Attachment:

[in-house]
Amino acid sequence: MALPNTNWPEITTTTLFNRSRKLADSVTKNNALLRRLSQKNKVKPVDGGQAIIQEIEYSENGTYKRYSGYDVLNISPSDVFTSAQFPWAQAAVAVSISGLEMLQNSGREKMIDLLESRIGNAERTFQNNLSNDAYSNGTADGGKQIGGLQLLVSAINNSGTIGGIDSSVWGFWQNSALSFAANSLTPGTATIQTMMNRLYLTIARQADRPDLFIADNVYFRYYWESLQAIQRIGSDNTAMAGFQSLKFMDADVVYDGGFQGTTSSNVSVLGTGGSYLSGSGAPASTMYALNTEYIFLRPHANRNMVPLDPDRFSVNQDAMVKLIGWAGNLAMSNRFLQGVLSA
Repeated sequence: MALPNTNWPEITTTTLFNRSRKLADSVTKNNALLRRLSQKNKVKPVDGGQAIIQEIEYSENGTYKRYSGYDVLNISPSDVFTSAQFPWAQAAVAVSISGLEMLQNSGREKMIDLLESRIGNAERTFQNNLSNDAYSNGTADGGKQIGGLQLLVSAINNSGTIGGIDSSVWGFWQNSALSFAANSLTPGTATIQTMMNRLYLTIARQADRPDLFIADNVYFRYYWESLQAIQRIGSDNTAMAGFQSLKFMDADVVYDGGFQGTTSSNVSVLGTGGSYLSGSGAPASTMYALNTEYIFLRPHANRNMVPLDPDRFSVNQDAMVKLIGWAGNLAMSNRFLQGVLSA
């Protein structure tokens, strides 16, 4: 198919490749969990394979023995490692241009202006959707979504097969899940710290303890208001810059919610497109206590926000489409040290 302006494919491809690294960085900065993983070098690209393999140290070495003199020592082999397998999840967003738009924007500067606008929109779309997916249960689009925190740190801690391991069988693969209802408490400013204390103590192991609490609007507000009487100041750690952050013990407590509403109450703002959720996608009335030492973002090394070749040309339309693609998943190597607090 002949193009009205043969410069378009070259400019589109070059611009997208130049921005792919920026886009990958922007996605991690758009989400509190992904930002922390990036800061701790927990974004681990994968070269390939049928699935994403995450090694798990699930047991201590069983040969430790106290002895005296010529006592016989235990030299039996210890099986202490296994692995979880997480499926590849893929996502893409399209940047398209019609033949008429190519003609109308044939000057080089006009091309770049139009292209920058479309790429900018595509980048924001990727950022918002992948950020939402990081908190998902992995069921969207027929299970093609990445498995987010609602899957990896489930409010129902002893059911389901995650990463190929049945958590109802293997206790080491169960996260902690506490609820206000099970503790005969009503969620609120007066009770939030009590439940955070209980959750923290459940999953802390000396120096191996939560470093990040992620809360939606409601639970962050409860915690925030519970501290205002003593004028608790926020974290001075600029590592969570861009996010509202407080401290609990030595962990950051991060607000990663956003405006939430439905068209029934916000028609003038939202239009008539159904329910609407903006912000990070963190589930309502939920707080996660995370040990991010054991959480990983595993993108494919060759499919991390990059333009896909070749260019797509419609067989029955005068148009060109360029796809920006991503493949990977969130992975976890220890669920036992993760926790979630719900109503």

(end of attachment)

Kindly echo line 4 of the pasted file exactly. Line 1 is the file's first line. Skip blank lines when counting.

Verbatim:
């Protein structure tokens, strides 16, 4: 198919490749969990394979023995490692241009202006959707979504097969899940710290303890208001810059919610497109206590926000489409040290 302006494919491809690294960085900065993983070098690209393999140290070495003199020592082999397998999840967003738009924007500067606008929109779309997916249960689009925190740190801690391991069988693969209802408490400013204390103590192991609490609007507000009487100041750690952050013990407590509403109450703002959720996608009335030492973002090394070749040309339309693609998943190597607090 002949193009009205043969410069378009070259400019589109070059611009997208130049921005792919920026886009990958922007996605991690758009989400509190992904930002922390990036800061701790927990974004681990994968070269390939049928699935994403995450090694798990699930047991201590069983040969430790106290002895005296010529006592016989235990030299039996210890099986202490296994692995979880997480499926590849893929996502893409399209940047398209019609033949008429190519003609109308044939000057080089006009091309770049139009292209920058479309790429900018595509980048924001990727950022918002992948950020939402990081908190998902992995069921969207027929299970093609990445498995987010609602899957990896489930409010129902002893059911389901995650990463190929049945958590109802293997206790080491169960996260902690506490609820206000099970503790005969009503969620609120007066009770939030009590439940955070209980959750923290459940999953802390000396120096191996939560470093990040992620809360939606409601639970962050409860915690925030519970501290205002003593004028608790926020974290001075600029590592969570861009996010509202407080401290609990030595962990950051991060607000990663956003405006939430439905068209029934916000028609003038939202239009008539159904329910609407903006912000990070963190589930309502939920707080996660995370040990991010054991959480990983595993993108494919060759499919991390990059333009896909070749260019797509419609067989029955005068148009060109360029796809920006991503493949990977969130992975976890220890669920036992993760926790979630719900109503």